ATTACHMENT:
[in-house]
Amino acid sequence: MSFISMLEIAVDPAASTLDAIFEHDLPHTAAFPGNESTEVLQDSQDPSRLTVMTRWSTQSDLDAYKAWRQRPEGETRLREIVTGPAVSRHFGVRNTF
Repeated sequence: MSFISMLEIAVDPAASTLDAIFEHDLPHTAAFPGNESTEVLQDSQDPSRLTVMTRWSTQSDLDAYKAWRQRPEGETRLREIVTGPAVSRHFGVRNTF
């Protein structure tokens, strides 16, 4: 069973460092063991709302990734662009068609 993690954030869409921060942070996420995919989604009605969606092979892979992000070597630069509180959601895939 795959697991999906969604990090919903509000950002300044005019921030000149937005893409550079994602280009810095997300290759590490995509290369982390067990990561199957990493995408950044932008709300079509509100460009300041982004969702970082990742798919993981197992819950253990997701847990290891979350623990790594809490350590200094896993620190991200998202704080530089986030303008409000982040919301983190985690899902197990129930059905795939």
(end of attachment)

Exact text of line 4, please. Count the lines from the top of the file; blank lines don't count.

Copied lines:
């Protein structure tokens, strides 16, 4: 069973460092063991709302990734662009068609 993690954030869409921060942070996420995919989604009605969606092979892979992000070597630069509180959601895939 795959697991999906969604990090919903509000950002300044005019921030000149937005893409550079994602280009810095997300290759590490995509290369982390067990990561199957990493995408950044932008709300079509509100460009300041982004969702970082990742798919993981197992819950253990997701847990290891979350623990790594809490350590200094896993620190991200998202704080530089986030303008409000982040919301983190985690899902197990129930059905795939």